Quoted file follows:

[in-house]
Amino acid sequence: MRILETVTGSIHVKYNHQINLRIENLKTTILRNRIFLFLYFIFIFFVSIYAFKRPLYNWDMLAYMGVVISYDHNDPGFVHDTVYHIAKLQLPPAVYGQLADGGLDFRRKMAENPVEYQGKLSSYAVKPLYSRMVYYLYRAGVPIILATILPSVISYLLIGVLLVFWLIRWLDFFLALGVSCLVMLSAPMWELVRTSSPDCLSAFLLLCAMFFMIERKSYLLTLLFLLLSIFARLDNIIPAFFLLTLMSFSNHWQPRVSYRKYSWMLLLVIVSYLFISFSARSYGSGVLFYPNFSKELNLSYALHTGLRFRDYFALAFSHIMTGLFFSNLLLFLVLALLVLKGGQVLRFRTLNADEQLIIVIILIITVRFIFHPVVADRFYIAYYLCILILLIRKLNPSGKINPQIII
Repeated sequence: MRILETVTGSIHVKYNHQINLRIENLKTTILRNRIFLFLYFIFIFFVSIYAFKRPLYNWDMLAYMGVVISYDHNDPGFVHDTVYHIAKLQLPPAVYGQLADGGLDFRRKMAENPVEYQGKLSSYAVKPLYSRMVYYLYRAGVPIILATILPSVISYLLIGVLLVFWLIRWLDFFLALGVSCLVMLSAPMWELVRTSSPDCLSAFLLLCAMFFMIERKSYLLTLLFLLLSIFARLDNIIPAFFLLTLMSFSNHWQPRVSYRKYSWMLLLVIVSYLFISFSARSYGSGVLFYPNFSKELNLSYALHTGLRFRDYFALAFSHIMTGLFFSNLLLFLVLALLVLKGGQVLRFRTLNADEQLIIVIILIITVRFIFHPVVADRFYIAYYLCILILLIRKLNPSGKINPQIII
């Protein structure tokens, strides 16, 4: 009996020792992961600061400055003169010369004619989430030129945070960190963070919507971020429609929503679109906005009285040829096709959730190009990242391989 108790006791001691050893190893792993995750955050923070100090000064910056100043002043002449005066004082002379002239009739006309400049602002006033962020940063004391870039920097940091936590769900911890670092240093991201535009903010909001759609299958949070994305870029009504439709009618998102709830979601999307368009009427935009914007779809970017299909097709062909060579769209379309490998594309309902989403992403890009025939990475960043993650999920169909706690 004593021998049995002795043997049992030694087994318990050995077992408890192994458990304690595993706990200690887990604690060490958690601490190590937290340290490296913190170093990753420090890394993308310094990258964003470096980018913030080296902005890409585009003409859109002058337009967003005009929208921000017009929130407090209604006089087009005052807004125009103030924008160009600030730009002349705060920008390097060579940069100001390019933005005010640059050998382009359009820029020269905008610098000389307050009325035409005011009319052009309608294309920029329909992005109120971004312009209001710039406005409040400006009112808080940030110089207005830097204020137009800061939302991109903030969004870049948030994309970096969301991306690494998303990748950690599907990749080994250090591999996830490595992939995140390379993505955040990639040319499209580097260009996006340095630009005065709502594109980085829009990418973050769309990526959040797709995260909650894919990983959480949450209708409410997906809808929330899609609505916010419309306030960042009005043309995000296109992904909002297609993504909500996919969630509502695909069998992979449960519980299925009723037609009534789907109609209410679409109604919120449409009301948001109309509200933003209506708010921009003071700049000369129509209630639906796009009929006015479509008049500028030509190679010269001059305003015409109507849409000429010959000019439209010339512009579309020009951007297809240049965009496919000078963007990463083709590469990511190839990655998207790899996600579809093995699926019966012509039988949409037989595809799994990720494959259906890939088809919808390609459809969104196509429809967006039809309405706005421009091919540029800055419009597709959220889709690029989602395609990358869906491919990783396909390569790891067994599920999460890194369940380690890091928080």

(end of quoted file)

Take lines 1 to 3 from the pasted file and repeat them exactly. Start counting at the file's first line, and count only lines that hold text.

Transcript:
[in-house]
Amino acid sequence: MRILETVTGSIHVKYNHQINLRIENLKTTILRNRIFLFLYFIFIFFVSIYAFKRPLYNWDMLAYMGVVISYDHNDPGFVHDTVYHIAKLQLPPAVYGQLADGGLDFRRKMAENPVEYQGKLSSYAVKPLYSRMVYYLYRAGVPIILATILPSVISYLLIGVLLVFWLIRWLDFFLALGVSCLVMLSAPMWELVRTSSPDCLSAFLLLCAMFFMIERKSYLLTLLFLLLSIFARLDNIIPAFFLLTLMSFSNHWQPRVSYRKYSWMLLLVIVSYLFISFSARSYGSGVLFYPNFSKELNLSYALHTGLRFRDYFALAFSHIMTGLFFSNLLLFLVLALLVLKGGQVLRFRTLNADEQLIIVIILIITVRFIFHPVVADRFYIAYYLCILILLIRKLNPSGKINPQIII
Repeated sequence: MRILETVTGSIHVKYNHQINLRIENLKTTILRNRIFLFLYFIFIFFVSIYAFKRPLYNWDMLAYMGVVISYDHNDPGFVHDTVYHIAKLQLPPAVYGQLADGGLDFRRKMAENPVEYQGKLSSYAVKPLYSRMVYYLYRAGVPIILATILPSVISYLLIGVLLVFWLIRWLDFFLALGVSCLVMLSAPMWELVRTSSPDCLSAFLLLCAMFFMIERKSYLLTLLFLLLSIFARLDNIIPAFFLLTLMSFSNHWQPRVSYRKYSWMLLLVIVSYLFISFSARSYGSGVLFYPNFSKELNLSYALHTGLRFRDYFALAFSHIMTGLFFSNLLLFLVLALLVLKGGQVLRFRTLNADEQLIIVIILIITVRFIFHPVVADRFYIAYYLCILILLIRKLNPSGKINPQIII